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AN ancient song, reciting, ending, Once gazing toward thee, Mother of All, Musing, seeking themes fitted for thee, Accept for me, thou saidst, the elder ballads, And name for me before thou goest each ancient poet. (Of many debts incalculable, Haply our New World's chiefest debt is to old poems.) Ever so far back, preluding thee, America, Old chants, Egyptian priests, and those of Ethiopia, The Hindu epics, the Grecian, Chinese, Persian, The Biblic books and prophets, and deep idyls of the Nazarene, The Iliad, Odyssey, plots, doings, wanderings of Eneas, Hesiod, Eschylus, Sophocles, Merlin, Arthur, The Cid, Roland at Roncesvalles, the Nibelungen, The troubadours, minstrels, minnesingers, skalds, Chaucer, Dante, flocks of singing birds, The Border of Minstrelsy, the by-gone ballads, feudal tales, essays,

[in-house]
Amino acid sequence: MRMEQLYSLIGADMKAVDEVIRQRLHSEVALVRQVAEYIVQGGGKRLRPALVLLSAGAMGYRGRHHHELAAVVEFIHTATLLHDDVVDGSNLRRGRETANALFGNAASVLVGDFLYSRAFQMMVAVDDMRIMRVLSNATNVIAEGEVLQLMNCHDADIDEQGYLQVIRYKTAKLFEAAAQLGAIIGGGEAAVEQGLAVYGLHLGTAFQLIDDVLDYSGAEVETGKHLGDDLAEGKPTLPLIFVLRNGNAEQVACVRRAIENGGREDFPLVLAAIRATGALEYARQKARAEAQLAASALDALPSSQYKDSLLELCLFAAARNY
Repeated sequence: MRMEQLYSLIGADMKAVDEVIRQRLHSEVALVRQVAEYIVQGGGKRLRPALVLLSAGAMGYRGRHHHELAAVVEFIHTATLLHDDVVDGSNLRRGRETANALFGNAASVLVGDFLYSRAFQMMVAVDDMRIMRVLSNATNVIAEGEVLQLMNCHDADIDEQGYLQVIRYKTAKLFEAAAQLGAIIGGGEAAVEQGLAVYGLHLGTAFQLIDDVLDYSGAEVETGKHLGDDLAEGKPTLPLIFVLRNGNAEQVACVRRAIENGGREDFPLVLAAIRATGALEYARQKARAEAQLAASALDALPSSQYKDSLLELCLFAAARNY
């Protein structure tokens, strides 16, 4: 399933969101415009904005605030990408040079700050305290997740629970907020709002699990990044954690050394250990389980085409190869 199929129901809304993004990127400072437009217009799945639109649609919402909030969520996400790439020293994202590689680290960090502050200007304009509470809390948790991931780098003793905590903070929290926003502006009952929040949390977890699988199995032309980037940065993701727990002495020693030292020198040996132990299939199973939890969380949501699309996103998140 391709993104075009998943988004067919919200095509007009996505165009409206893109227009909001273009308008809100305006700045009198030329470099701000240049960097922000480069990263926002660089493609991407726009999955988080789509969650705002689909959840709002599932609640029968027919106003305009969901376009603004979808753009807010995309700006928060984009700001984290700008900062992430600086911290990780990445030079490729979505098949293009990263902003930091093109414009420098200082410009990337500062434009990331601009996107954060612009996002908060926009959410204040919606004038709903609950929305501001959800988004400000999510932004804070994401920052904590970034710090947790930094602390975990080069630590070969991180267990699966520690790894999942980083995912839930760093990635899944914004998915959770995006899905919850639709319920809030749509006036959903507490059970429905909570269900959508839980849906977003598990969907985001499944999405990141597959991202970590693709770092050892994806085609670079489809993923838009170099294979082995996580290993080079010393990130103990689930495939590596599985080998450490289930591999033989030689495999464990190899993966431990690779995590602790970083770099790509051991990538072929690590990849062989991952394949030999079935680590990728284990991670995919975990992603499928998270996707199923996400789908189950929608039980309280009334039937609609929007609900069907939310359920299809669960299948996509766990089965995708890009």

Shakespeare, Schiller, Walter Scott, Tennyson, As some vast wondrous weird dream-presences, The great shadowy groups gathering around, Darting their mighty masterful eyes forward at thee, Thou! with as now thy bending neck and head, with courteous 
  hand and word, ascending,
Thou! pausing a moment, drooping thine eyes upon them, blent 
  with their music,
Well pleased, accepting all, curiously prepared for by them, Thou enterest at thy entrance porch.


1. Reprinted in Good-Bye My Fancy (1891). [back]

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